Your body is basically an Airbnb
It sounds a little gross but our bodies are host to, well, a whole host of micro-organisms. We all know about bacteria, but other single-celled organisms, and even fungi and viruses, can also be found inside our bodies. One body part that’s chock-full of microbes is the mouth — it’s second only to the number of microbes in our gut! The ecosystem of all these organisms is known as a microbiome.
The things that live in your mouth
It’s actually a whole community in there. Over 700 types of microbes can be found in the human mouth, and they all contribute to important bodily functions like digestion, developing the immune system, and detoxifying chemical substances.
They live in different habitats within the mouth — the microbes found on our teeth will be different from those found on the tongue, and so on. But they all support each other as part of the larger microbiome that they belong to.
The good and the bad
The makeup of each of our microbiomes is so unique to us that some argue they could even function as a microbial “fingerprint”. But they’re so delicately balanced that small changes in the microbiome could spell disaster for the rest of the body.
An out-of-balance microbiome goes into a state called dysbiosis. In the mouth, this often leads to gum disease or caries. More significantly though, is that dysbiosis in the mouth can also lead to dysbiosis in the gut. So it’s important to look after all our friends living in our mouths by keeping good dental hygiene habits and avoiding smoking and high-sugar foods.
5 Singaporean stories to catch up on
1️⃣ Singaporeans who choose not to take the Covid-19 vaccine (or are unable to) will undergo stricter safety measures.
2️⃣ Calling all meat-lovers: You can now get Wagyu beef out of a vending machine.
3️⃣ Prime Minister Lee Hsien Loong has received his first dose of the Pfizer-BioNTech Covid-19 vaccine.
4️⃣ On staying active: Singapore’s hospitals have released a 24-hour guide for improving the health of young Singaporeans.
5️⃣ Stay alert! The Ministry of Health urges Singaporeans to be on the lookout for SMS scams regarding the Covid-19 vaccine rollout.
And 5 facts to spice up your life:
1️⃣ A hairy situation: A woman in Italy has had hair growing out of her gums since 2009.
2️⃣ Next-level convenience: Students at the University of California can now get Covid-19 test kits out of a vending machine.
3️⃣ If Spiderman had a gun: Israeli scientists have developed a gun that shoots out artificial skin to treat burn victims.
4️⃣ Japanese Prime Minister, Yoshihide Suga, has declared a state of emergency in Tokyo following a surge in Covid-19 cases.
5️⃣ Surprise resistance? Healthcare workers across the US are refusing to get the Covid-19 vaccine.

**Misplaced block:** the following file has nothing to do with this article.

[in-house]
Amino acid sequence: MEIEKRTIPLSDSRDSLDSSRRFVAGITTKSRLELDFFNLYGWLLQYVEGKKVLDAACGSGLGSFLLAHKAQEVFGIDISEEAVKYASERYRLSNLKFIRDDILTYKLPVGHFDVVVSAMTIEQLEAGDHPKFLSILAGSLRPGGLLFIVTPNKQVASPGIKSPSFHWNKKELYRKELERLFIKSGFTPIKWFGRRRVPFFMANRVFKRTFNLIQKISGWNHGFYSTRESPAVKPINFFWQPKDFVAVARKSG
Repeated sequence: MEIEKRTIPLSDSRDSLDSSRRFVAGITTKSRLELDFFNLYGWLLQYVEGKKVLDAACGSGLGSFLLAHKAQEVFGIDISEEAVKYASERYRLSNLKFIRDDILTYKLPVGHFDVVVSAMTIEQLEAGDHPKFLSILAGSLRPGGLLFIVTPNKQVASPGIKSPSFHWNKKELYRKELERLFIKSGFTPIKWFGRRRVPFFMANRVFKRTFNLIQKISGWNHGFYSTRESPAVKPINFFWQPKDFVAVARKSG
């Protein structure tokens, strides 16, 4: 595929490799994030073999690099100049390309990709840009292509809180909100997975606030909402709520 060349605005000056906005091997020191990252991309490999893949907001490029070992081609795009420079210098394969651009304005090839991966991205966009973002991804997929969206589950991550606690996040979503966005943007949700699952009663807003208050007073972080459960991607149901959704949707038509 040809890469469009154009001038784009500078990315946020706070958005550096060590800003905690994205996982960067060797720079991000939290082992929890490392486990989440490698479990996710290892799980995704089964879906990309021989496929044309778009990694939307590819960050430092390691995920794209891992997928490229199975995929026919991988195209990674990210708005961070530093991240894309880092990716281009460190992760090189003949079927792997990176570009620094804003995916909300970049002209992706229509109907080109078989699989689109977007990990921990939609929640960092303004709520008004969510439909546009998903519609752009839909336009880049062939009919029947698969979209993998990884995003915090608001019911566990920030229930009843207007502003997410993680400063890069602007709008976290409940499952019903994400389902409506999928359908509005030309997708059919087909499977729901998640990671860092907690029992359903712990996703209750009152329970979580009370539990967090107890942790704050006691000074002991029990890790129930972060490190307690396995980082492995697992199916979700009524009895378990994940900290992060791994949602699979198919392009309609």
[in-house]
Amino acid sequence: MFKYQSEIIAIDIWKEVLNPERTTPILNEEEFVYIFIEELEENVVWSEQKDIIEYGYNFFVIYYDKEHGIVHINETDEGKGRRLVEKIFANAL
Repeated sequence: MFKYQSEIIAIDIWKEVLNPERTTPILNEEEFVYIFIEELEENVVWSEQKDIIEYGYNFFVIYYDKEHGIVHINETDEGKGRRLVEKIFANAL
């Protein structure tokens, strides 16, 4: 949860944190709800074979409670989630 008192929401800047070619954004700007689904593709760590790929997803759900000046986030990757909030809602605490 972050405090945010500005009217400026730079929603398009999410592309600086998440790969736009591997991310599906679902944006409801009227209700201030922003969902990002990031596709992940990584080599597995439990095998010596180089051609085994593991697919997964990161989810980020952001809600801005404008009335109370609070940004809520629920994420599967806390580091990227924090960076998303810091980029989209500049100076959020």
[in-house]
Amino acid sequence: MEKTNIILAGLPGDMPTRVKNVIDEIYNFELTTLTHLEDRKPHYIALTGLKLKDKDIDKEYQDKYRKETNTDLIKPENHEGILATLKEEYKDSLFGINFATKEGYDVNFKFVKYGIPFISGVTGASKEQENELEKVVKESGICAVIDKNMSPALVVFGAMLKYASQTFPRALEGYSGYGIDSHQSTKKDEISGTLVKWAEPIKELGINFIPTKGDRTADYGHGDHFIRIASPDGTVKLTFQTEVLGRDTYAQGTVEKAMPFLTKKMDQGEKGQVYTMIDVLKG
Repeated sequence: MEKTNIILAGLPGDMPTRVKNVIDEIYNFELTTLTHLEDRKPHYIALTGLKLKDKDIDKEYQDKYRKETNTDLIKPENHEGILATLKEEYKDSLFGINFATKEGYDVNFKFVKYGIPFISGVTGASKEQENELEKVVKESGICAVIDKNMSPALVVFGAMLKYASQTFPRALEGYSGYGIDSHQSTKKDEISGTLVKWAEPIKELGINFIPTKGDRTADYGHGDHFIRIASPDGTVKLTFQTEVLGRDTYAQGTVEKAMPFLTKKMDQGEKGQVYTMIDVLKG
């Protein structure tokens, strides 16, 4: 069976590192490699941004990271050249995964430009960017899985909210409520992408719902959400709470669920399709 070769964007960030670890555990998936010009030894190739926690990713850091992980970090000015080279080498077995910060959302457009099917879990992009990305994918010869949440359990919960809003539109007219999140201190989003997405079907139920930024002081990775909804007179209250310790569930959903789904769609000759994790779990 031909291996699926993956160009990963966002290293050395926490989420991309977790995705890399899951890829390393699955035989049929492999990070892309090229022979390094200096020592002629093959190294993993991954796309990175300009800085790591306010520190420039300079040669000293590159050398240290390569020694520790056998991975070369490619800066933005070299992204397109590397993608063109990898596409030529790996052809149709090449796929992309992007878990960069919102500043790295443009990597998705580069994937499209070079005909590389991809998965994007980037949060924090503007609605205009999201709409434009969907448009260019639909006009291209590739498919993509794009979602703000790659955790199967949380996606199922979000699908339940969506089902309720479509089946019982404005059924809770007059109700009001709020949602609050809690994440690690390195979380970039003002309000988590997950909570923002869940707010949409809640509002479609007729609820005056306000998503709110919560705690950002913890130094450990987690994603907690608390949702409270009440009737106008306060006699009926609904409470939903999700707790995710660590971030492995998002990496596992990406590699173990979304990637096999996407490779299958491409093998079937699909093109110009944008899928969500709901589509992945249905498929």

FIDGETING YOUR WORRIES AWAY
Remember fidget spinners?
Touted as a fix-it for kids with ADHD and anxiety, these spinning toys were all the rage in 2017. You might recall that they were so hugely popular among children that schools started confiscating and banning them because they were thought to be doing more harm than good. It was also highly debated whether they even did any good at all.
When you can’t sit still
Fidget spinners aside, it’s generally agreed upon that fidgeting occurs when our minds are either under-or over-stimulated. When things get too easy, we fidget to maintain attention on a particular topic, and when things get too hard, we fidget to relieve stress and anxiety.
Another theory about why we fidget is that it’s an automatic way for our bodies to burn calories.
Helping fidgeters fit in
If you find that you tend to fidget a lot, there’s nothing wrong with that — if people are bothered by it, you need only adapt your fidgeting or your environment to ensure that everyone is comfortable.
And of course, fidget spinners aren’t the only options out there — fidget cubes were popular around the same time, and there are always good old-fashioned stress balls to consider, as well as more uncommon tools like mini zen gardens. So forget about fads and take the time to find out what works for you, specifically.
Weird & Wonderful
- You once reigned as “The Youngest Person in the World” only to be dethroned a second later by a total stranger.
- We brush our teeth with hair on a stick and brush our hair with teeth on a stick.
- Sleep paralysis is a stationary horror VR game.
- It’s amazing humans ever survived out in the wild with babies being as noisy as they are.
- Deadpool would make an amazing crash test dummy.
PICTURE OF THE DAY
Image of Metro Manila residents wearing face mask taken by Marianne Bermudez
Masks up… forever?
In the early days of the Covid-19 pandemic, many of us struggled with the concept of wearing masks 24/7 — some of us more than others. But what’s going to happen after the pandemic finally ends?
They’ve also (unfortunately) had an impact on our environment — experts estimate that 129 billion face masks are used and disposed of every month. If you laid those all out side by side, that’s about 3 times the size of the whole of Singapore. To combat this issue, some countries have been developing biodegradable masks or masks made out of waste products.
In most Asian countries, it’s always been fairly common for people who aren’t feeling well to don a face mask when they go out in public (especially since the outbreak of SARS in 2003). So when the time came for us all to wear masks, there wasn’t as much resistance as there was (and is) in countries like the USA.
Moving forward out of the pandemic in the US, some believe that American culture might be fundamentally changed into a mask-wearing one — whether that be for personal benefit or out of consideration for other people.
So while we won’t all be constantly wearing masks forever, it seems pretty likely that they’re here to stay worldwide, if only when people start to fall ill.